This is the second article in a five-part series featuring Catholic summer activities for youths.
Imagine taking part in archery, hiking, fishing, whitewater rafting and crafts all while building your relationship with Christ.
These are just some of the adventures that await participants of Camp Wojtyla.
Located on 1,200 acres of wilderness in the heart of the Rocky Mountains, Camp Wojtyla provides participants with a unique mix of adventure and faith formation.
“We have kids whose parents raised them so well,” said Annie Powell, program director. “But faith has to become their own. It’s important to have that head to heart connection.”
Camp Wojtyla was launched by FOCUS (Fellowship of Catholic University Students) in 2006 under the direction of Annie and Scott Powell, both of whom have served as FOCUS missionaries. Today the Powells run it as a separate nonprofit. It is named after Blessed John Paul II, who loved to minister to youths in a nature setting.
Middle school participants spend six days at Camp Wojtyla, while high school campers spend eight days there. Some 35 college students staff the camp for two months as leaders.
The leaders are unpaid, meaning their participation is done completely out of love for God and the campers. That’s always evident to Powell.
“Kids will come down for breakfast and see these joyous, energetic college students,” she said. “They quickly realize that they (the staff) care about me as a camper.”
A typical day at camp consists of breakfast followed by an outdoor adventure like rock climbing or archery. The one daily team challenge is geared to promote unity and encourage kids to overcome personal challenges such as getting up a rock face.
“We want them to extract meaning from all experiences,” said Powell. “It can come from just a silly game or conversation. But there’s reflection after every adventure.”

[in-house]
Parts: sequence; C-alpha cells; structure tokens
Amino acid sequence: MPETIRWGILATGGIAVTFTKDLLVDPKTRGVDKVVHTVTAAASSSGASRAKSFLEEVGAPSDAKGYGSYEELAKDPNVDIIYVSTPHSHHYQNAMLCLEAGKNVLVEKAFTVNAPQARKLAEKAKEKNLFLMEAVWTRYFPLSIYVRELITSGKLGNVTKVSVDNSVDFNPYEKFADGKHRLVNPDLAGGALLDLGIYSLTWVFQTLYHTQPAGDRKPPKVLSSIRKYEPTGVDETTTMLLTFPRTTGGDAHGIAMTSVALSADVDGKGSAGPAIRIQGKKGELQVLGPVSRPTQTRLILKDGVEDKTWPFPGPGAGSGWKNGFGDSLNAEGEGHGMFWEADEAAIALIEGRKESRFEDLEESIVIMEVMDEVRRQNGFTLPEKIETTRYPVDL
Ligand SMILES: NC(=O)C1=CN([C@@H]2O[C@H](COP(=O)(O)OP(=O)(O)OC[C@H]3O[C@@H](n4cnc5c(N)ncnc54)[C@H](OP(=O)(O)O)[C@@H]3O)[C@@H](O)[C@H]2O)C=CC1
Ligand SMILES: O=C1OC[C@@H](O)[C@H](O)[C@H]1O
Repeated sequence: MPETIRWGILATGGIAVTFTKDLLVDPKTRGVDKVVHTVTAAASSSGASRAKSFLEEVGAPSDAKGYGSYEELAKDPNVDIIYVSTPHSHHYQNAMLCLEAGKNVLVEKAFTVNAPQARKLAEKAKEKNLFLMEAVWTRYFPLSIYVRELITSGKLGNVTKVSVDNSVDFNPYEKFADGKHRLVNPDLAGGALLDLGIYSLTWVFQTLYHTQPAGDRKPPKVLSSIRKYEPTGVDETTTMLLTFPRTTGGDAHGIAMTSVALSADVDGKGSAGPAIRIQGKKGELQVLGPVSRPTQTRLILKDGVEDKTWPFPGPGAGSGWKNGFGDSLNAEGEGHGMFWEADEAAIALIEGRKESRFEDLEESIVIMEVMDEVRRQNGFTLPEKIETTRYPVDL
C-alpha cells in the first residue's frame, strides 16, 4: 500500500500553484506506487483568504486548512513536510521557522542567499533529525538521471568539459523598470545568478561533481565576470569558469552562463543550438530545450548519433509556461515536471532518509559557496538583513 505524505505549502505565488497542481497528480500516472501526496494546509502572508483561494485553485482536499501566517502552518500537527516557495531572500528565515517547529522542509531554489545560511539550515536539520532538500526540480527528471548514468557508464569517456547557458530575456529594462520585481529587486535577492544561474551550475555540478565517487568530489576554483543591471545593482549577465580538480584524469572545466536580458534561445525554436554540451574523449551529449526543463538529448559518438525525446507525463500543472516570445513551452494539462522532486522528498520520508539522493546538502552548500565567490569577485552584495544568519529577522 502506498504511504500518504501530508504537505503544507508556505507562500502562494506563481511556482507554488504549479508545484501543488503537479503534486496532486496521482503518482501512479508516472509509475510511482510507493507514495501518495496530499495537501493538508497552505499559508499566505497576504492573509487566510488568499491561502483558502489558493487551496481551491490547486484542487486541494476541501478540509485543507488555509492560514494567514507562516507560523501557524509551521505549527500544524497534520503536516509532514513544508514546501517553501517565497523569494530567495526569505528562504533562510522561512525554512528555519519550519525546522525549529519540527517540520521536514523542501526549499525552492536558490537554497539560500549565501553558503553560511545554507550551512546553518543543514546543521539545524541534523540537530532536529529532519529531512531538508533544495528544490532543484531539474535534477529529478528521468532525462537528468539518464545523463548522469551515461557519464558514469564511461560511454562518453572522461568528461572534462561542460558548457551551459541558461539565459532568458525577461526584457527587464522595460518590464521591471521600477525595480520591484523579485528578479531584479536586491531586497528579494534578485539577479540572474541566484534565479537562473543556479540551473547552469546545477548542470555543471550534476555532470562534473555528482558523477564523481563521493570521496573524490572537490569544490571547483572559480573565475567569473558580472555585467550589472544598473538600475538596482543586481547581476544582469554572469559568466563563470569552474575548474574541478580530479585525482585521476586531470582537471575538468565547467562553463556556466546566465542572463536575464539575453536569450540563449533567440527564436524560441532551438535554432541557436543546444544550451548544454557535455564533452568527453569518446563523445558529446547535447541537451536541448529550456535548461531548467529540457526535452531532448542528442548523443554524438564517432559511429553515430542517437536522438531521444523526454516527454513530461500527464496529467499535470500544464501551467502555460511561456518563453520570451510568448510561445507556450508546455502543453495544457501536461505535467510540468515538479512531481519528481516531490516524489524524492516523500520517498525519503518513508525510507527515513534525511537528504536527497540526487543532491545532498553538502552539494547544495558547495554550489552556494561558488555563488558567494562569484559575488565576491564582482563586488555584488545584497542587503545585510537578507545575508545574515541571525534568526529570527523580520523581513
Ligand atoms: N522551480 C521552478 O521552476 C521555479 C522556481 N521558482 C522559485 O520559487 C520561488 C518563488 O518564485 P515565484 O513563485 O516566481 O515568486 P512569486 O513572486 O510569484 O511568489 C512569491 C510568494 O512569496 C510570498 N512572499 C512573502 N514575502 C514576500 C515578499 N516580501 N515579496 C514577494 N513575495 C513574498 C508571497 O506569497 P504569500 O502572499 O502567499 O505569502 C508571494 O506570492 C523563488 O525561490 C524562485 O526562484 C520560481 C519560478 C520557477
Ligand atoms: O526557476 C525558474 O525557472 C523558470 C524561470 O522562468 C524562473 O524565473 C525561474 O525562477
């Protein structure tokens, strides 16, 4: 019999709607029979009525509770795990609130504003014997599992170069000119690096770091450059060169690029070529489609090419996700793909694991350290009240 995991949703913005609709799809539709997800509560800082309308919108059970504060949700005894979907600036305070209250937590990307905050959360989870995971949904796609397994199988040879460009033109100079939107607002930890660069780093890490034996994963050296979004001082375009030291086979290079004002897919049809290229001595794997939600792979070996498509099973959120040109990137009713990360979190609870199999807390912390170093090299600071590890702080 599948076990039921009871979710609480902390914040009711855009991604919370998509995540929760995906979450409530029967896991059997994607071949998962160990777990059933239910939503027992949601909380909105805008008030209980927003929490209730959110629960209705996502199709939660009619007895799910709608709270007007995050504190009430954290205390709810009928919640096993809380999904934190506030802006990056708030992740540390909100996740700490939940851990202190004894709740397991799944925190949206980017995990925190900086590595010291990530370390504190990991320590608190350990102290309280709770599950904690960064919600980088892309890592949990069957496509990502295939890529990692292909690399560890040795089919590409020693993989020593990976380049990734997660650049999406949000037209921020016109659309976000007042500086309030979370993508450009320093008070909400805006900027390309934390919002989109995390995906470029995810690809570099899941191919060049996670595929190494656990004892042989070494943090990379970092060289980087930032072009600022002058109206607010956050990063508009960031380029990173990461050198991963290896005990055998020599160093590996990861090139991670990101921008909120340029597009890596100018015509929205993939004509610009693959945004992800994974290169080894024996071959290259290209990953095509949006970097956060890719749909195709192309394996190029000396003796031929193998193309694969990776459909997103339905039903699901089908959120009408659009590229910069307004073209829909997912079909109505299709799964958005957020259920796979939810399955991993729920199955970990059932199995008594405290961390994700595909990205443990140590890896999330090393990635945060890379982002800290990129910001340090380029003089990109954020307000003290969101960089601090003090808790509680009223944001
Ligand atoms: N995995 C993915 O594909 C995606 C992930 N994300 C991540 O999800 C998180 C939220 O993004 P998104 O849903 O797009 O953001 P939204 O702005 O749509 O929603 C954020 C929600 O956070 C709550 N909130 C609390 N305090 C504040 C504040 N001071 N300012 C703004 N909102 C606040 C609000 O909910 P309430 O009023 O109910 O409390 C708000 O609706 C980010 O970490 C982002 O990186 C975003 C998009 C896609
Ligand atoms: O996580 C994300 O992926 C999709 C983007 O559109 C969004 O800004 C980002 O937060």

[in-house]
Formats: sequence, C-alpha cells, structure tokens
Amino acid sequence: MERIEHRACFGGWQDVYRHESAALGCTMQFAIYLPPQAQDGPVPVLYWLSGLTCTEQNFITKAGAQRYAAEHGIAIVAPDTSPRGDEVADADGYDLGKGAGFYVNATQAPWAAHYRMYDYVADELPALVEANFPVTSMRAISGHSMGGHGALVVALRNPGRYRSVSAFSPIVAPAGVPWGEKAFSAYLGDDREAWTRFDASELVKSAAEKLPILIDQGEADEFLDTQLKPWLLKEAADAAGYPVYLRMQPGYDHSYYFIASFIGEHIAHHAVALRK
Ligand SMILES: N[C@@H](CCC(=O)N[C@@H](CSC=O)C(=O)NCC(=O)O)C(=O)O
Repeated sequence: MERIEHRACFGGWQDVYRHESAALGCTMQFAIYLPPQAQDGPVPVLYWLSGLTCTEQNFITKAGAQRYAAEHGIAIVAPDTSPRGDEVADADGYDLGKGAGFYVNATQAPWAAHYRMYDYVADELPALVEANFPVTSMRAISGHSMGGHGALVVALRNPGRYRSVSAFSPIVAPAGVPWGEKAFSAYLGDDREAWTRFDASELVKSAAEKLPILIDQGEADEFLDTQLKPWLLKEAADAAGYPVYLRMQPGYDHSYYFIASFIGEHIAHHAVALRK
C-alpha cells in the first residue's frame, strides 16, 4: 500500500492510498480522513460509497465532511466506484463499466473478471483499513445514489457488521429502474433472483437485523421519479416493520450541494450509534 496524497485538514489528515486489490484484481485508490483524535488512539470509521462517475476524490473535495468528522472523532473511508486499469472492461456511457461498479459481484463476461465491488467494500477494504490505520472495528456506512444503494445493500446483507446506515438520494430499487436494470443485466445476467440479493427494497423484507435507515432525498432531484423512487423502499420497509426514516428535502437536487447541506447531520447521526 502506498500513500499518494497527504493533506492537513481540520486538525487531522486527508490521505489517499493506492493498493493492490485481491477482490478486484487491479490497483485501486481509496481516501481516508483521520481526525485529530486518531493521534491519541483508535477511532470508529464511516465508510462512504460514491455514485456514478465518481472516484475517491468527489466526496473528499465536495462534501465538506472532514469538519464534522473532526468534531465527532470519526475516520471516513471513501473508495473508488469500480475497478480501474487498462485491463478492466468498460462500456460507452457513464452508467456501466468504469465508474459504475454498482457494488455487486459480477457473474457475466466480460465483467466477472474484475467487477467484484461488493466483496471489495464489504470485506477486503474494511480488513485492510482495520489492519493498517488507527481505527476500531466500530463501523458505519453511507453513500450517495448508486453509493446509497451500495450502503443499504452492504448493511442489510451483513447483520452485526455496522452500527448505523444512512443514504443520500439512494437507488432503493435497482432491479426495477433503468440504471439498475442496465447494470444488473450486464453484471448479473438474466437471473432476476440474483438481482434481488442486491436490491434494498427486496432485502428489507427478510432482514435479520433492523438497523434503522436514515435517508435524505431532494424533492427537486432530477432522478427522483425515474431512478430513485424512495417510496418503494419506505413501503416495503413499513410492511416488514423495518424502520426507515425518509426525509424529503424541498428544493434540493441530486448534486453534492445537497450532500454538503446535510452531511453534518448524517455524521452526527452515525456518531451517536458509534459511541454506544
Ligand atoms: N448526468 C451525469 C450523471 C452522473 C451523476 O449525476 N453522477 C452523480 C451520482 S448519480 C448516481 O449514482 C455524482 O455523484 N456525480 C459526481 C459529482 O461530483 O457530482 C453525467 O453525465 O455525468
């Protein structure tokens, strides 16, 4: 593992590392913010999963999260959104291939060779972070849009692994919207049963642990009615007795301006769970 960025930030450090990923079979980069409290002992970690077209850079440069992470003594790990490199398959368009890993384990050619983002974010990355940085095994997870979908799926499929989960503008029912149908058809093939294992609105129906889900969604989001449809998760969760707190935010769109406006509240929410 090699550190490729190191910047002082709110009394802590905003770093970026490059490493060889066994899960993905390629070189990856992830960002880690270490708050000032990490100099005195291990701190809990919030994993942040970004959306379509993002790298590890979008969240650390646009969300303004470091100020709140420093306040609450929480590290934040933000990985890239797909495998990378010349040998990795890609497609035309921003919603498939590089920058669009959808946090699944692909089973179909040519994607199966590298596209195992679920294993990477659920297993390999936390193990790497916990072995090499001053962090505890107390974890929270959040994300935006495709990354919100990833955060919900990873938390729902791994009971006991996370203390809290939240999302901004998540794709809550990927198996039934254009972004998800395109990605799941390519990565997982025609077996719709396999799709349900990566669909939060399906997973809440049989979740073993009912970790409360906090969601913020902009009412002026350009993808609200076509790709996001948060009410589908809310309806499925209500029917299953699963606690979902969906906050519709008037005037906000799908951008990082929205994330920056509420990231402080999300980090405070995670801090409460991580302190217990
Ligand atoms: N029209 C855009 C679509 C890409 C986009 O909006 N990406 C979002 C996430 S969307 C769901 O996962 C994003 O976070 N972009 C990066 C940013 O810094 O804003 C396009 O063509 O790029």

Daily Mass, adoration and confession gives participants regular opportunities to stabilize their faith.
“They’ll understand that God is a part of everything,” said Powell. “That’s what our program intentionally teaches.”
One of the highlights of Camp Wojtyla occurs at night. Following a moment of solidarity during the Stations of the Cross, participants and leaders attend a candlelight Mass that overlooks a meadow.
A bonfire celebration concludes the week.
Testimonials on the Camp Wojtyla website give witness to the power of the experience.
“The last day at the team celebrations, I had tears in my eyes seeing the results of the week and could see how the Holy Spirit was at work,” said Sylvia Harmon, parent of a recent middle school camper. “He is still talking all about it and learned so many things about his faith, relationships, God and who he is as a young man.”
Powell explained that much of the mission’s power comes from the wilderness, therefore, participants are not allowed to have a cell phone or car during camp.
“Every morning, I woke up to God’s beautiful creation and that was enough to remind me how much he truly loves us,” said camper Cassie Savrda. “Camp Wojtyla was incredible and I will never forget it.”
For more information on registration or becoming a camp counselor, check out www.camp-w.com. Limited spots are open in select camps. Waitlist registration is available for all camps.
“We want kids to see the Catholic life to the full and when they see imposters, they realize that the life in the Church is life to the fullest,” said Powell.
Next story in this series focuses on Colorado Challenge Summer Camp, whose goal is to help girls discover who God created them for, and how to love and live life to the full.